British activity marked time in the third quarter when inflation and the cost of living crisis weighed on the economy, which looks set to enter recession.
Gross domestic product (GDP) fell 0.2% between July and September, compared with a 0.2% increase in the second quarter, the Office for National Statistics (ONS) said on Friday in its monthly activity report.
The fall was particularly significant in September (-0.6%) due to the national holiday for the funeral of Elizabeth II, which resulted in the closure of a large number of businesses.
The ONS cites rising costs as a factor weighing on business output, with inflation running at around 10% in the country.
The consumer and retail sector suffered in particular from consumer reluctance to face sky-high bills.
The end of September was also marked by financial turmoil triggered by the previous government’s massive and unfunded fiscal measures led by former Prime Minister Liz Truss.
Ex-finance minister Kwasi Kwarteng appeared to partially shrug off the failure, saying in a Talk TV interview that he had tried to warn Liz Truss that their pro-growth fiscal measures were moving “too fast”, although he acknowledges that they “surprised the markets” and that he bears the responsibility.
These budget announcements had sent the pound plunging to historic lows and interest rates on long-term UK debt rising, impacting business and household lending, particularly as the Bank of England is already mid-cycle. to raise interest rates to curb inflation.
It last week hiked interest rates by 0.75 basis points to 3%, the biggest since 1989, as it painted a bleak economic picture and warned of a recession that could be the UK’s longest known.
All these factors undermine the confidence of consumers, investors and business leaders.
Samuel Tombs, of Pantheon Macro, notes that the drop in activity in September is more significant than expected by analysts.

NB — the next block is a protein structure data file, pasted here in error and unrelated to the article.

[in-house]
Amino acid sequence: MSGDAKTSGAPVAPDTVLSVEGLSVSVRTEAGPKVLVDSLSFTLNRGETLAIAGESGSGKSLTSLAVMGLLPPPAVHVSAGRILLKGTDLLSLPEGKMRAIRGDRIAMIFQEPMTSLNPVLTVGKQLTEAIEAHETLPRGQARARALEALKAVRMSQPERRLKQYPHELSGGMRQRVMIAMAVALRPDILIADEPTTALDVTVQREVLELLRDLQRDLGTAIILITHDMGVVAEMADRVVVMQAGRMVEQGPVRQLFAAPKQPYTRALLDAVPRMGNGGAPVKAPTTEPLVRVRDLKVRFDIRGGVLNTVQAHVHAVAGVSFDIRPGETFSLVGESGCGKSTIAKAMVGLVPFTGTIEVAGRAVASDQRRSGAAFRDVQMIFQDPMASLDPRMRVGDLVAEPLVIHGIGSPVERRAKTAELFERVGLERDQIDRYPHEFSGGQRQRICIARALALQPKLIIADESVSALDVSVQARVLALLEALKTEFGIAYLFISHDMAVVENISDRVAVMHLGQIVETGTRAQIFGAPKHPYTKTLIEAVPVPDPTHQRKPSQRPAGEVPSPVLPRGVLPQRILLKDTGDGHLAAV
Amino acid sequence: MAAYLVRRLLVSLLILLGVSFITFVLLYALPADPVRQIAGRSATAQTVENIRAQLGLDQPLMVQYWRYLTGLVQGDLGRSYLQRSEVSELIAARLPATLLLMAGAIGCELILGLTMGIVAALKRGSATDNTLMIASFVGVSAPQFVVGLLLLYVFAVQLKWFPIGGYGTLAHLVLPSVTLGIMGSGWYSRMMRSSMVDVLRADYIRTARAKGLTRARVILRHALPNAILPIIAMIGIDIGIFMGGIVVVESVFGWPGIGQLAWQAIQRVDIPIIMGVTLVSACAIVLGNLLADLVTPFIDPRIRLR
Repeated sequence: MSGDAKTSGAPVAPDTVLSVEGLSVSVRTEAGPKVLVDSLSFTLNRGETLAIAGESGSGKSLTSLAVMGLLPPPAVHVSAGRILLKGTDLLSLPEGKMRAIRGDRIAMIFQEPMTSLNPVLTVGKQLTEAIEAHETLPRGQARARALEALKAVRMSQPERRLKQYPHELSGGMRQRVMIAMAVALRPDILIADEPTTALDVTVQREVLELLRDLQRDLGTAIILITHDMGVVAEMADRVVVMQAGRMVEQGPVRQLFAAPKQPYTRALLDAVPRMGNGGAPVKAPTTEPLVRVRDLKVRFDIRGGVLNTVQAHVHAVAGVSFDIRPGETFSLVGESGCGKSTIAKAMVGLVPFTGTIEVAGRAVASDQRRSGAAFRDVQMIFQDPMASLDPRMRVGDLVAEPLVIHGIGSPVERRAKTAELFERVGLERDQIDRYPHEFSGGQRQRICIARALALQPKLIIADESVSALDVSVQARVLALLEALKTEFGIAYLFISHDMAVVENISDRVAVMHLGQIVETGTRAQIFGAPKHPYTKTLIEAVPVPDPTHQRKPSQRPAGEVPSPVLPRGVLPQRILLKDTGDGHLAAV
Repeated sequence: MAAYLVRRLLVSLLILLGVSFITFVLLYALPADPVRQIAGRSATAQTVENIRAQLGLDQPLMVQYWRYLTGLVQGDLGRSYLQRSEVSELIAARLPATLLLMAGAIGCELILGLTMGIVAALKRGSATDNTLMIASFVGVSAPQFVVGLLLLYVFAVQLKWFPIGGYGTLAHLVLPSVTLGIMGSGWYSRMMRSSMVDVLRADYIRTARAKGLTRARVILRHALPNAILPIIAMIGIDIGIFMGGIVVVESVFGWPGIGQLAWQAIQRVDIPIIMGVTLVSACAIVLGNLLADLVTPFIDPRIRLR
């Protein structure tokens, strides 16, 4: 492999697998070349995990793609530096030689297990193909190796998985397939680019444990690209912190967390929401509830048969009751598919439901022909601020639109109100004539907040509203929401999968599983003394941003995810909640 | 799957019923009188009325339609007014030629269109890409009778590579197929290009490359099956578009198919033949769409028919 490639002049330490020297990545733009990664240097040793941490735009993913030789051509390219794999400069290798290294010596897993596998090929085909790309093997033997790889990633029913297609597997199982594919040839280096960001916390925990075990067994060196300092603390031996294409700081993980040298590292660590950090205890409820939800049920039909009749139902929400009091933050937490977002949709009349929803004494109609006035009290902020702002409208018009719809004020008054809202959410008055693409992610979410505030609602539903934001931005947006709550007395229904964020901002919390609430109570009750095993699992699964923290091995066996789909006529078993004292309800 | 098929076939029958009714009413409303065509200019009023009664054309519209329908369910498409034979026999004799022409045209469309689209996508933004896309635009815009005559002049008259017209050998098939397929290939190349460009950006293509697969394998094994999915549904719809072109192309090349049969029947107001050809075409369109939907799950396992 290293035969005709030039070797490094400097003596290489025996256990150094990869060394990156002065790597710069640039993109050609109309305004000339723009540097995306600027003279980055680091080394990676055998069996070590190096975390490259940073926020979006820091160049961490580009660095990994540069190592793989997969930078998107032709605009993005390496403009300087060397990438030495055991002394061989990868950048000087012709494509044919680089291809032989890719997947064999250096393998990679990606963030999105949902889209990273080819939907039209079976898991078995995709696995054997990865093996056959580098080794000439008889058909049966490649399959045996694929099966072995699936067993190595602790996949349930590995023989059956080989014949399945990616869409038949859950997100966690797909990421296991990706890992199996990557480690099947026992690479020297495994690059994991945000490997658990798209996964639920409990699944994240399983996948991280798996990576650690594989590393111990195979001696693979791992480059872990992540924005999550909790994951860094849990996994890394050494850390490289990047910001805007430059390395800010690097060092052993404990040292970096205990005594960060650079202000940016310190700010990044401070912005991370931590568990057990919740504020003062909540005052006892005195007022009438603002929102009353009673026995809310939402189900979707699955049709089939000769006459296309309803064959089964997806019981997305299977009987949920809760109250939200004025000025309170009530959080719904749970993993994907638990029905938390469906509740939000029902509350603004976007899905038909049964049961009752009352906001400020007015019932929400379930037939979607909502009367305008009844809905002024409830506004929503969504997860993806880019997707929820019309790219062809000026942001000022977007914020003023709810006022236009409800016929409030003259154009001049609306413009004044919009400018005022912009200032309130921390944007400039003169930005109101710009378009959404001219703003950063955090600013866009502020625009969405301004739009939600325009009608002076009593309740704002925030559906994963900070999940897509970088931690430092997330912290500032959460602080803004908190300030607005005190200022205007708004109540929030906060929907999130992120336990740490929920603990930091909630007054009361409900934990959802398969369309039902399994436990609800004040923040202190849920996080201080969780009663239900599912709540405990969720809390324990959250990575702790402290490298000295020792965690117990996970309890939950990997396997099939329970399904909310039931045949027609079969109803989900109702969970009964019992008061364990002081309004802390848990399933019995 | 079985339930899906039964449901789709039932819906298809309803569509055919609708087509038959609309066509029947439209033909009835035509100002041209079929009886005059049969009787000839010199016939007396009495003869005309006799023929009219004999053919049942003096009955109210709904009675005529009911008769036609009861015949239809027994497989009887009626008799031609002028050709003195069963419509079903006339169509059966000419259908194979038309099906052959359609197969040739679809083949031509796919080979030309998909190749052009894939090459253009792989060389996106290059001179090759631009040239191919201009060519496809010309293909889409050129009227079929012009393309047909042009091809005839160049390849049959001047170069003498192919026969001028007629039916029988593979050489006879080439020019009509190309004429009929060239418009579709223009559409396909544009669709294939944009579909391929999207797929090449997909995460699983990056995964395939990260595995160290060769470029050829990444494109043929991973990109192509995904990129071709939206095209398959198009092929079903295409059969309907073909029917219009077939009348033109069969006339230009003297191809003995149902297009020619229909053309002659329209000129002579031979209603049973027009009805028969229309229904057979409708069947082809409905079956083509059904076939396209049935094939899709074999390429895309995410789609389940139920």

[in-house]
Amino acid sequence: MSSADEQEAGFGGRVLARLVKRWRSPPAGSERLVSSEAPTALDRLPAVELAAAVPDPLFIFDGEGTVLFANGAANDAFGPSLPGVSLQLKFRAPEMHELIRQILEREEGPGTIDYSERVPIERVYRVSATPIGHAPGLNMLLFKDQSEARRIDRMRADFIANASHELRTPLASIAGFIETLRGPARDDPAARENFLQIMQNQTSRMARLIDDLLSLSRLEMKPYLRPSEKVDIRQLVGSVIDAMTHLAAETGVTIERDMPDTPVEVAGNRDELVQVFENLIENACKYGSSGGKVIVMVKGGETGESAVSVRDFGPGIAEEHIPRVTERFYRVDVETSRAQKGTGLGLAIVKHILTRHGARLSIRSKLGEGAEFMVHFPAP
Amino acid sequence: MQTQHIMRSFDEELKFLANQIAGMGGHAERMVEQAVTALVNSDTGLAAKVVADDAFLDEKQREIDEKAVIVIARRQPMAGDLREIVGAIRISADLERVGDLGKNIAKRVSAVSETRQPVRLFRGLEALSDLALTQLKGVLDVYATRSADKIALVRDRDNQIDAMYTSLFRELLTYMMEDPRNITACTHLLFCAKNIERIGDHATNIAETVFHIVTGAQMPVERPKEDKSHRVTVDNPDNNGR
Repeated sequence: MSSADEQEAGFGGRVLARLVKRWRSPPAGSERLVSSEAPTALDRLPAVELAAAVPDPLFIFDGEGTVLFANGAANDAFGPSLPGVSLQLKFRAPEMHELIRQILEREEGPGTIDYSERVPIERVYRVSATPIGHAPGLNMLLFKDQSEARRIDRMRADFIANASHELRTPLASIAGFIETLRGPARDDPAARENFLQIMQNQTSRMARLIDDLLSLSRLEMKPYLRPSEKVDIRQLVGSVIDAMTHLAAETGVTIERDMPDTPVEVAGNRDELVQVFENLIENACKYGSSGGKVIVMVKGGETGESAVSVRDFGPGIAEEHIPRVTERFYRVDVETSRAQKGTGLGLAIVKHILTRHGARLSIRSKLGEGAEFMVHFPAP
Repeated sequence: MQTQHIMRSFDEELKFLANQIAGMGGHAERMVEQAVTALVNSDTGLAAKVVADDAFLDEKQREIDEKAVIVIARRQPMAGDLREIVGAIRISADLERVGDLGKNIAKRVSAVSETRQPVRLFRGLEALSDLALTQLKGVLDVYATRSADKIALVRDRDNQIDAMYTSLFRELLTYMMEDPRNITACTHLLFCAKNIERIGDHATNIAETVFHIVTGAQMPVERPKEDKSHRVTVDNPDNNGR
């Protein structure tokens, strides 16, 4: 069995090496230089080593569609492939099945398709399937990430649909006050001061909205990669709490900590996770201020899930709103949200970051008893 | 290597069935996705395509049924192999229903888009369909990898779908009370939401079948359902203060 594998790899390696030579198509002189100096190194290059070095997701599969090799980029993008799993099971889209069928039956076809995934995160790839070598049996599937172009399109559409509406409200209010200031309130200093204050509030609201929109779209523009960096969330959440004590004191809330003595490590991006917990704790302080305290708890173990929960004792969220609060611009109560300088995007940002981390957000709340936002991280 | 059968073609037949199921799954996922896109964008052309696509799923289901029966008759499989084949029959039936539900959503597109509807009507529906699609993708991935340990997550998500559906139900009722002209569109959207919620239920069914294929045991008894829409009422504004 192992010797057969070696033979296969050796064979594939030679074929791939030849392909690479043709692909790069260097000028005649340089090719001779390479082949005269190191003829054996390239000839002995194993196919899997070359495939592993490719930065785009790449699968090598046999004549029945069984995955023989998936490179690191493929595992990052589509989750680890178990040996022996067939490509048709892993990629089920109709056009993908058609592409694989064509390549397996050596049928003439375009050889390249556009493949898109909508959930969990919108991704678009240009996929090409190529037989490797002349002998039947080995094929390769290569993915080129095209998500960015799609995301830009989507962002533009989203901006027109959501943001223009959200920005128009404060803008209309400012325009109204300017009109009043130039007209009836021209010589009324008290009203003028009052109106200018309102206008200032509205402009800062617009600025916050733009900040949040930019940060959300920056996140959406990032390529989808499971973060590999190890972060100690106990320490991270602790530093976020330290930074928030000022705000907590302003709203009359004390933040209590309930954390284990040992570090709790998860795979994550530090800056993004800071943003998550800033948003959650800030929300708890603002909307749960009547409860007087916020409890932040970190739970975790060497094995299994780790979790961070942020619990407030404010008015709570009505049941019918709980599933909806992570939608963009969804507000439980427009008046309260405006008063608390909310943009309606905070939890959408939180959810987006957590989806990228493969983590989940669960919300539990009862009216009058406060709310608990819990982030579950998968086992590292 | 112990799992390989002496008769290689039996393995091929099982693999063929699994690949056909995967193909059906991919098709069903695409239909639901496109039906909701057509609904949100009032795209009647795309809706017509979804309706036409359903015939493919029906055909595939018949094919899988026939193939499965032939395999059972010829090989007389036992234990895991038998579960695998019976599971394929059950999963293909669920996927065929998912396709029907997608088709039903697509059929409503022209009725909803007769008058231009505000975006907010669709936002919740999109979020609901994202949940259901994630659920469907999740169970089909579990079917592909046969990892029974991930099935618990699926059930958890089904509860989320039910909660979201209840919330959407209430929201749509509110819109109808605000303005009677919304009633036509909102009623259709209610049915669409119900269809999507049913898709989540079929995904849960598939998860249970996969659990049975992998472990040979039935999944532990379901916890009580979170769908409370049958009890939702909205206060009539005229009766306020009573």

“The UK economy is once again at the bottom of the G7 pack, weighed down by its monetary and fiscal policy and significant long-term damage from Covid and Brexit,” he comments.
Especially this summer, many sectors of the economy have been disrupted by the lack of workers, partly due to an exit from the labor market by the over 50s or by people suffering from long-term illnesses, many due to the consequences of Covid.
This labor shortage was also attributed to Brexit, which is making it difficult for European workers to come to the UK.
Paul Dales of Capital Economics believes that even if you strip out the impact of the holidays, “real GDP is showing a decline in the third quarter and we think that marks the start of the recession” – the generally accepted definition of which is at least two on consecutive quarters of contraction.
“We are not escaping the global problems of high inflation and slow growth, largely due to Russia’s illegal war” in Ukraine and restrictions on Russian gas supplies that have sent energy prices skyrocketing and inflation soaring, justified Chancellor of the Exchequer Jeremy Hunt.
Referring to a “difficult road ahead” which will “require extremely tough decisions to restore confidence and economic stability”, he insists that “to achieve long-term growth, we must curb inflation, balance the accounts and reduce debt”.
The minister is due to present a budget proposal next week, which will include cuts in public spending and tax increases, raising fears of a return to austerity in the country.
Labor finance chief Rachel Reeves called the GDP figures “extremely worrying”.